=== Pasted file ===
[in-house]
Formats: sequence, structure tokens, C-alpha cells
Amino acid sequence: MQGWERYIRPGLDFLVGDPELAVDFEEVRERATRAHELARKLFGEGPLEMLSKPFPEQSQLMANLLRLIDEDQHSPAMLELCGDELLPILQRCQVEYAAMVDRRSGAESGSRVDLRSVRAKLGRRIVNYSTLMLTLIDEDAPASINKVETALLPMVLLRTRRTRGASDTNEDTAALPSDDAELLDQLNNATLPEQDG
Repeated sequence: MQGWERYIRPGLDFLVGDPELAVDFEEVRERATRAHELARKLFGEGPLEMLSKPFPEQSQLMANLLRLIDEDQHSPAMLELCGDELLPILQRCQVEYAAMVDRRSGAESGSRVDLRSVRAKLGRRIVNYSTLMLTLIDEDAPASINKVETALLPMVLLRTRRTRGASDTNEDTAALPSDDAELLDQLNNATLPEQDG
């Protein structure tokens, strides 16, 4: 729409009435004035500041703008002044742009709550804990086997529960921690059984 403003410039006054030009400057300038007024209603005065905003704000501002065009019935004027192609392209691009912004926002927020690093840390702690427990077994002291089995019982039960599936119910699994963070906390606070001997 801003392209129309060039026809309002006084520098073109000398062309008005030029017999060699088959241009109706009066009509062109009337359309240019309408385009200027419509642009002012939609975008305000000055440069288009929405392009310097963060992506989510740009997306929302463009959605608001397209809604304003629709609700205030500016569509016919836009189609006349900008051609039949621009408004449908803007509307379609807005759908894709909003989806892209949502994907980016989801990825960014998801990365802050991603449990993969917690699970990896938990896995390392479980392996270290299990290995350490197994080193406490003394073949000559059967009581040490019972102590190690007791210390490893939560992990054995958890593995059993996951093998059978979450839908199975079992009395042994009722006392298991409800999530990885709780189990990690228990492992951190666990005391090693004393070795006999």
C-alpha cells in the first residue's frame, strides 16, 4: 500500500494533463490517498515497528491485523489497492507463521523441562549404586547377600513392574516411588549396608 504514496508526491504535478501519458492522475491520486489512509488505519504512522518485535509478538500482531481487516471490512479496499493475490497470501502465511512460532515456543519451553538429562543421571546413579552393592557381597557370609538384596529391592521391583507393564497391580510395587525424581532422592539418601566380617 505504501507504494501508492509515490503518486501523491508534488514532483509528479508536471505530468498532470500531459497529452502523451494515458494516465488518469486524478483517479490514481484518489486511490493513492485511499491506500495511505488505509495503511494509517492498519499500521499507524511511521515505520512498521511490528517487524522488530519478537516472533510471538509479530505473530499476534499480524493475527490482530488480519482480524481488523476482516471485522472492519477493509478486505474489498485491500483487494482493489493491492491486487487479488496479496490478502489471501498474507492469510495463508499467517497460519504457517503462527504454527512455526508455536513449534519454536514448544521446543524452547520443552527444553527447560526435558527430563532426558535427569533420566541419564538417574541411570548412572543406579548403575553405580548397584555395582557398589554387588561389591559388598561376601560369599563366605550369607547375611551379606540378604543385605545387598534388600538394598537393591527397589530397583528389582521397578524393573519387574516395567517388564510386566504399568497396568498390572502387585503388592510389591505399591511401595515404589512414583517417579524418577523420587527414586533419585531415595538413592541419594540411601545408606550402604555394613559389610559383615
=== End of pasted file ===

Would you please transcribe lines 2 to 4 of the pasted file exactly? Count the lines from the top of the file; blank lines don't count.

Formats: sequence, structure tokens, C-alpha cells
Amino acid sequence: MQGWERYIRPGLDFLVGDPELAVDFEEVRERATRAHELARKLFGEGPLEMLSKPFPEQSQLMANLLRLIDEDQHSPAMLELCGDELLPILQRCQVEYAAMVDRRSGAESGSRVDLRSVRAKLGRRIVNYSTLMLTLIDEDAPASINKVETALLPMVLLRTRRTRGASDTNEDTAALPSDDAELLDQLNNATLPEQDG
Repeated sequence: MQGWERYIRPGLDFLVGDPELAVDFEEVRERATRAHELARKLFGEGPLEMLSKPFPEQSQLMANLLRLIDEDQHSPAMLELCGDELLPILQRCQVEYAAMVDRRSGAESGSRVDLRSVRAKLGRRIVNYSTLMLTLIDEDAPASINKVETALLPMVLLRTRRTRGASDTNEDTAALPSDDAELLDQLNNATLPEQDG